Sunday, July 8, 2012

Ahab's Harpoon

Markus Felix Bühler was kind enough to send over pictures of a personal project inspired by "Moby Dick"- Ahab's harpoon. It's a great piece of work.

Just a short time ago I finally managed to finish my last project and thought you could be interested in it. It´s something very different from all the things I´ve made before, a reproduction of a whaling harpoon, which dates to around the early or middle 19th century. I think this things look just very cool, and I wanted one to hang it among the other curiosities on my wall.

I can do some smithery, but such a piece would surpass my possiblities, as I have (still) no forge. So I had to trick a bit, but that´s of course a main aspect of prop-making. I sculpted the harpoon head from sculpey and the rod is wood. The grommet is actually forged from a thick piece of a steel plate. Everything is glued together, and the sculpey and wood parts painted. Sadly the silver-colour was quite viscosous and concealed some of the details. It was a common practice to add the name of the whaling ship to a harpoon, and to make my model to more than only a fake harpoon but a prop, I chose the name of the most famous fictional whaling vessel - the Pequod from "Moby Dick".

It was not that easy to make the coil around the grommet, because most strings I had looked very different from the original tared hemp or manilla which was used. Of course I could have bought real tarred hemp line, but this stuff is quite expensive, and I needed only around 2 m. So I bought cotton line and painted it with coffee, to get a hemp-like and also somewhat darkened colouration.




I've always been surprised that there aren't more literary props. Fans spend an inordinate amount of time crafting items from even abysmally bad movies, but props based on books are vanishingly rare. Lovecraft's works are an obvious exception. I think that can be attributed to two factors. First, the popularity of the "Call of Cthulhu" role-playing game and it's tradition of player handouts. Second, the fact that Lovecraft encouraged artists, most notably Clark Ashton Smith, to give his creations physical form.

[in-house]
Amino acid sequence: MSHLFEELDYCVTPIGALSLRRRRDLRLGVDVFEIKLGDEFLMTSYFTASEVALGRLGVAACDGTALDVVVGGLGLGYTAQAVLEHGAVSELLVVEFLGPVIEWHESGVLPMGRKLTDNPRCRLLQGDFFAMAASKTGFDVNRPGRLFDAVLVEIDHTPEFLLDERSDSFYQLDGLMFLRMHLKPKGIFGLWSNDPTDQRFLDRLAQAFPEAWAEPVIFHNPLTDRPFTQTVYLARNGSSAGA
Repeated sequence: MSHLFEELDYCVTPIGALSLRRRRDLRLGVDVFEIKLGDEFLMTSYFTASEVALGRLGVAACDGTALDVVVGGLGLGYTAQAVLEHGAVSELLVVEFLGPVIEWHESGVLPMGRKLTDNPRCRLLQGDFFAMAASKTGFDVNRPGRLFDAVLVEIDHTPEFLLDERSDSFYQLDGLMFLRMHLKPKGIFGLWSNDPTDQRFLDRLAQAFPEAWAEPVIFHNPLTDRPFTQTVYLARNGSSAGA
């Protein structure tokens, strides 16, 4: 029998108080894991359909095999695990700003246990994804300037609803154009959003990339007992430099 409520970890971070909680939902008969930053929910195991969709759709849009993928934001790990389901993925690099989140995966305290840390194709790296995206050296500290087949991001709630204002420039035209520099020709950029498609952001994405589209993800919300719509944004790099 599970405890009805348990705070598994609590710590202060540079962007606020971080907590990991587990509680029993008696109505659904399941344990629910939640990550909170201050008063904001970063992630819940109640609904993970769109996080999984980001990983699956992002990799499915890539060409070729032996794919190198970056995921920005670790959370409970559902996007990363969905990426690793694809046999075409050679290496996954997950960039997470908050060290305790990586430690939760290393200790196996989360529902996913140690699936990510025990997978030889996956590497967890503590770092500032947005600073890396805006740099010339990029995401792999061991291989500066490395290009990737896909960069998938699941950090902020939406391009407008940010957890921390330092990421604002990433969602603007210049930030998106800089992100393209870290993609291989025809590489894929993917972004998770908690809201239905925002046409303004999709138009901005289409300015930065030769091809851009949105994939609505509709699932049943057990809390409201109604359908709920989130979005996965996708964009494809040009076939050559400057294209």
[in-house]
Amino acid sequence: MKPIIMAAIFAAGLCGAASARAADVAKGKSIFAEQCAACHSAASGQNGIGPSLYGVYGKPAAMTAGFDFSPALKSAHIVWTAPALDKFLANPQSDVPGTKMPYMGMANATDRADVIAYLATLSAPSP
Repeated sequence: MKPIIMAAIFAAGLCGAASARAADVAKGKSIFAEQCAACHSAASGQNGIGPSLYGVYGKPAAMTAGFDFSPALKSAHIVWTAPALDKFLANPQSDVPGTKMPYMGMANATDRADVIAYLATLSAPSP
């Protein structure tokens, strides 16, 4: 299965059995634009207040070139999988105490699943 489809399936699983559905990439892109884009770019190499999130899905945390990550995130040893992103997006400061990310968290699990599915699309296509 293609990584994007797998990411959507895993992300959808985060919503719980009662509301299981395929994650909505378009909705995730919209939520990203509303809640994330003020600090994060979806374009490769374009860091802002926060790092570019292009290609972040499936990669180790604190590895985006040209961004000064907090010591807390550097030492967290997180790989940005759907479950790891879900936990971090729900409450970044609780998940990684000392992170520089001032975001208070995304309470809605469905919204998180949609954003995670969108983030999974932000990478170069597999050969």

The one non-Lovecraft literary item I'd love to have is a variable sword from Larry Niven's "Ringworld" books. The description has stuck with me since I first read it back in the 70s.

"I have a variable-sword," said Speaker-to-Animals. "I urge calm." The kzin stood against a curved wall. In one clawed fist he held something like an oversized jump rope handle. Ten feet from the handle, held expertly at the level of the kzin's eyes, was a small, glowing red ball. The wire which joined ball to handle was too thin to be visible, but Louis didn't doubt it was there. Protected and made rigid by a Slaver stasis field, the wire would cut through most materials including the back of Louis's crash couch.

One of these days I'll get around to ordering parts for the handgrip from one of the custom lightsaber shops.

11 comments:

Phil said...

Oh I agree. Having done scale modelling for a number of years, nothing bugs me quite as much as 'rivet counters' who are more than happy to tell you a piece is a few millimeters too short, or that there's a rivet missing. With literary props theres some room for interpretation.

Theres a reference in one of the Sherlock Holmes stories to a man who died of a heart attack after looking at a previously unidentified worm that was kept in a match box. I so want to take a crack at making one.

Markus said...

This story sounds really interesting Phil, do you remember from which novel this was? I know a lot Sherlock Holmes stories, but this one is unknown to me.
It would be really cool to sculpt an own account of a creature which looks so horrific that it can cause a heart attack.

CoastConFan said...

The harpoon is quite nice. As much as I like Moby Dick and its imagery, I really like the less known Melville novel Confidence Man.

The worm reference piqued my interest and memory, so after a bit of sleuthing, I found that it is an oblique reference to an unsolved or uncompleted case. The reference is from The Problem of Thor Bridge, first published in the Strand Magazine 1922, later in The Case Book of Sherlock Holmes. http://en.wikipedia.org/wiki/The_Problem_of_Thor_Bridge

@ Propnomicon, I was a big fan of Larry Niven back in the 1970s. In fact, I have been revisiting some 70s works, having just reread Hiero’s Journey, having read it back when it was a new work.

DrPnakotic said...

Making a forge is actually pretty easy. I made one in my back yard using a metal crayon box, steel mesh, an A/C conduit and a hairdryer. It can get things orange hot, and I'm still perfecting it, but it's great for small projects that need some bent metal or metal shapes you can't really get with a propane torch.